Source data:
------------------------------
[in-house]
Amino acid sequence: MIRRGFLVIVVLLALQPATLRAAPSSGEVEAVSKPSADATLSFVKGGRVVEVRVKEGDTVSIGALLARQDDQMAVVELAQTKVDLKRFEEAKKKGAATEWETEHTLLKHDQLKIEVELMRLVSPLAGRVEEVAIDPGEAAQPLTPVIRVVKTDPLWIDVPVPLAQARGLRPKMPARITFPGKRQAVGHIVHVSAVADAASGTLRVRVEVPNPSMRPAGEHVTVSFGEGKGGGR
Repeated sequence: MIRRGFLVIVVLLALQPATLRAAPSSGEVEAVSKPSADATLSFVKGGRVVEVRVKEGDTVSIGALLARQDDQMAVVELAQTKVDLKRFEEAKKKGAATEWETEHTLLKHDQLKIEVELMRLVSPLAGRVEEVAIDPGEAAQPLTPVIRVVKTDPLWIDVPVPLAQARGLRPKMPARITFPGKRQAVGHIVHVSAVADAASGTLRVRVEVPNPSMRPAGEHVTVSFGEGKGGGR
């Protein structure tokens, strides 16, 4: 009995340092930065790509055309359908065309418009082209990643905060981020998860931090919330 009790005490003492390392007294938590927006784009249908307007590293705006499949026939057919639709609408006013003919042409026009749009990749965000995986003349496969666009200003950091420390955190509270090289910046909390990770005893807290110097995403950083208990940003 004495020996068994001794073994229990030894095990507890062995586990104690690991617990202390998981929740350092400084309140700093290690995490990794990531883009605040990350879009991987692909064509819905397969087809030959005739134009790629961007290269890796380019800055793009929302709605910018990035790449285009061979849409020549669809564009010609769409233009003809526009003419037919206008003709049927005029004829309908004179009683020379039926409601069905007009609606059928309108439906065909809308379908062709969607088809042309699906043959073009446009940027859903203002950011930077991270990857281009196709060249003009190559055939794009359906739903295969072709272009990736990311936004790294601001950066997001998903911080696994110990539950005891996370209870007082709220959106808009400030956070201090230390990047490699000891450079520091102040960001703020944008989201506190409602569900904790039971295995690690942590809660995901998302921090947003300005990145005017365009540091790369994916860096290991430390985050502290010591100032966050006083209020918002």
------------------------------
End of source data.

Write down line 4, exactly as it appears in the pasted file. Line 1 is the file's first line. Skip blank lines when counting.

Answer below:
């Protein structure tokens, strides 16, 4: 009995340092930065790509055309359908065309418009082209990643905060981020998860931090919330 009790005490003492390392007294938590927006784009249908307007590293705006499949026939057919639709609408006013003919042409026009749009990749965000995986003349496969666009200003950091420390955190509270090289910046909390990770005893807290110097995403950083208990940003 004495020996068994001794073994229990030894095990507890062995586990104690690991617990202390998981929740350092400084309140700093290690995490990794990531883009605040990350879009991987692909064509819905397969087809030959005739134009790629961007290269890796380019800055793009929302709605910018990035790449285009061979849409020549669809564009010609769409233009003809526009003419037919206008003709049927005029004829309908004179009683020379039926409601069905007009609606059928309108439906065909809308379908062709969607088809042309699906043959073009446009940027859903203002950011930077991270990857281009196709060249003009190559055939794009359906739903295969072709272009990736990311936004790294601001950066997001998903911080696994110990539950005891996370209870007082709220959106808009400030956070201090230390990047490699000891450079520091102040960001703020944008989201506190409602569900904790039971295995690690942590809660995901998302921090947003300005990145005017365009540091790369994916860096290991430390985050502290010591100032966050006083209020918002």